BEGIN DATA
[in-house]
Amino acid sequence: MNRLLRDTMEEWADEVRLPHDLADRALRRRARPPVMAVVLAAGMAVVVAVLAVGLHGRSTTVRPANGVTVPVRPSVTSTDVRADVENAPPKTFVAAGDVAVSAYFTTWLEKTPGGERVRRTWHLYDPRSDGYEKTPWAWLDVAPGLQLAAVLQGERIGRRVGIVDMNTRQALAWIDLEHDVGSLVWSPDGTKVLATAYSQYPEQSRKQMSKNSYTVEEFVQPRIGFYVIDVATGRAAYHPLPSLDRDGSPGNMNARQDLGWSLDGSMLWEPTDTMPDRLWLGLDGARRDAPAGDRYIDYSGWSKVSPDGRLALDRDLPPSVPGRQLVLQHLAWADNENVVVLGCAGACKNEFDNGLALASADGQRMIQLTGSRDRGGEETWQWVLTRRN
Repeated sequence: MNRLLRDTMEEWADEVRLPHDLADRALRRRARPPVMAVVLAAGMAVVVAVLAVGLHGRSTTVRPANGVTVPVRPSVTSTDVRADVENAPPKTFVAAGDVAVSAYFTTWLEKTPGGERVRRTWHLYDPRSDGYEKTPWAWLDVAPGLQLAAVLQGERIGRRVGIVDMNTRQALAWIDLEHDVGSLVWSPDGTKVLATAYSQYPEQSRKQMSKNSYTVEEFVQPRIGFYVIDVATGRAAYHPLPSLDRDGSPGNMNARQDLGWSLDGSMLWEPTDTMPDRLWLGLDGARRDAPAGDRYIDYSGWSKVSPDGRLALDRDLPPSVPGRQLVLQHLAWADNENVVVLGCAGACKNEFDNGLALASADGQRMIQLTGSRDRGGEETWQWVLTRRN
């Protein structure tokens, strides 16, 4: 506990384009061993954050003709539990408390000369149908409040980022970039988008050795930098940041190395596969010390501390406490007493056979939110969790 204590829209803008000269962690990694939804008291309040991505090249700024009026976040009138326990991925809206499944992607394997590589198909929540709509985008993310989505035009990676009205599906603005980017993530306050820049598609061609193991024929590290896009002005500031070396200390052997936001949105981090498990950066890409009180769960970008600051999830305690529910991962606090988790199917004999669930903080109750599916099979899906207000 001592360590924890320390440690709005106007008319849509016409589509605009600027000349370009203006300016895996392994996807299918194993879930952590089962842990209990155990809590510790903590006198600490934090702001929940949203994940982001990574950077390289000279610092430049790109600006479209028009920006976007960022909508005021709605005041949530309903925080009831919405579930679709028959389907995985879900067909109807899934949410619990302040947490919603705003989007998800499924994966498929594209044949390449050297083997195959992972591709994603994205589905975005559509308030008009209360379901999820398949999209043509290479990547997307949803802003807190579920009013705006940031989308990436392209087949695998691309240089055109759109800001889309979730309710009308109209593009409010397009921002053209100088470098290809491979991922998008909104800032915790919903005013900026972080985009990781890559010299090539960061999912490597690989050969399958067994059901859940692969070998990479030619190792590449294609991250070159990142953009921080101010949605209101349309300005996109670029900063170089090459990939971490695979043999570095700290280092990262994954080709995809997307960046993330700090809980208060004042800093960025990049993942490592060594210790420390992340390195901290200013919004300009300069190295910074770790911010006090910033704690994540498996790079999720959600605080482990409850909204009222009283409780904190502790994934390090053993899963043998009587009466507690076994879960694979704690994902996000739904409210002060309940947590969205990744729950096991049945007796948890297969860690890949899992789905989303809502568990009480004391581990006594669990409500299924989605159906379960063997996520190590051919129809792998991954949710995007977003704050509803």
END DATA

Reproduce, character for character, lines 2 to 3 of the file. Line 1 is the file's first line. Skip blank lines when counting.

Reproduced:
Amino acid sequence: MNRLLRDTMEEWADEVRLPHDLADRALRRRARPPVMAVVLAAGMAVVVAVLAVGLHGRSTTVRPANGVTVPVRPSVTSTDVRADVENAPPKTFVAAGDVAVSAYFTTWLEKTPGGERVRRTWHLYDPRSDGYEKTPWAWLDVAPGLQLAAVLQGERIGRRVGIVDMNTRQALAWIDLEHDVGSLVWSPDGTKVLATAYSQYPEQSRKQMSKNSYTVEEFVQPRIGFYVIDVATGRAAYHPLPSLDRDGSPGNMNARQDLGWSLDGSMLWEPTDTMPDRLWLGLDGARRDAPAGDRYIDYSGWSKVSPDGRLALDRDLPPSVPGRQLVLQHLAWADNENVVVLGCAGACKNEFDNGLALASADGQRMIQLTGSRDRGGEETWQWVLTRRN
Repeated sequence: MNRLLRDTMEEWADEVRLPHDLADRALRRRARPPVMAVVLAAGMAVVVAVLAVGLHGRSTTVRPANGVTVPVRPSVTSTDVRADVENAPPKTFVAAGDVAVSAYFTTWLEKTPGGERVRRTWHLYDPRSDGYEKTPWAWLDVAPGLQLAAVLQGERIGRRVGIVDMNTRQALAWIDLEHDVGSLVWSPDGTKVLATAYSQYPEQSRKQMSKNSYTVEEFVQPRIGFYVIDVATGRAAYHPLPSLDRDGSPGNMNARQDLGWSLDGSMLWEPTDTMPDRLWLGLDGARRDAPAGDRYIDYSGWSKVSPDGRLALDRDLPPSVPGRQLVLQHLAWADNENVVVLGCAGACKNEFDNGLALASADGQRMIQLTGSRDRGGEETWQWVLTRRN